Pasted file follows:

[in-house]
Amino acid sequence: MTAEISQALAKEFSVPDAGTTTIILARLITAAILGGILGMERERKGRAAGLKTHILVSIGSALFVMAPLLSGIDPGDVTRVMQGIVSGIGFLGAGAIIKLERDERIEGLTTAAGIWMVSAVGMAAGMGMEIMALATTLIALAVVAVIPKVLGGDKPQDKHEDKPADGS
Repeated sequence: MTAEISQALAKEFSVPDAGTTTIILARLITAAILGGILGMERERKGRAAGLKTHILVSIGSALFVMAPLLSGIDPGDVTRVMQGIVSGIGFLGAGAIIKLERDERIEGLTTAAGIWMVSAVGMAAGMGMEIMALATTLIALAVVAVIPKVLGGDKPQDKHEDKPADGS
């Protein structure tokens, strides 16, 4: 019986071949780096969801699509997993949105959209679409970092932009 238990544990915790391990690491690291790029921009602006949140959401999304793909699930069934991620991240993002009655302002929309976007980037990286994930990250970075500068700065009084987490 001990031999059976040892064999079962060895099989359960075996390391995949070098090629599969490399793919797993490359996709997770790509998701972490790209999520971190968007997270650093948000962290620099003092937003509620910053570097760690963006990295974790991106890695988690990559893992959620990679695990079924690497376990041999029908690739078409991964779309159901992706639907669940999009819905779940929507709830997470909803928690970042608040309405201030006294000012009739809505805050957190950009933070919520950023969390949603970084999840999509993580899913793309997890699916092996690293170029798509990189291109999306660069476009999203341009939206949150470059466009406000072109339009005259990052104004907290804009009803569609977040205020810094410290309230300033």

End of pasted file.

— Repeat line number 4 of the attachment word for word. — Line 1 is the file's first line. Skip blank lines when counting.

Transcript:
């Protein structure tokens, strides 16, 4: 019986071949780096969801699509997993949105959209679409970092932009 238990544990915790391990690491690291790029921009602006949140959401999304793909699930069934991620991240993002009655302002929309976007980037990286994930990250970075500068700065009084987490 001990031999059976040892064999079962060895099989359960075996390391995949070098090629599969490399793919797993490359996709997770790509998701972490790209999520971190968007997270650093948000962290620099003092937003509620910053570097760690963006990295974790991106890695988690990559893992959620990679695990079924690497376990041999029908690739078409991964779309159901992706639907669940999009819905779940929507709830997470909803928690970042608040309405201030006294000012009739809505805050957190950009933070919520950023969390949603970084999840999509993580899913793309997890699916092996690293170029798509990189291109999306660069476009999203341009939206949150470059466009406000072109339009005259990052104004907290804009009803569609977040205020810094410290309230300033």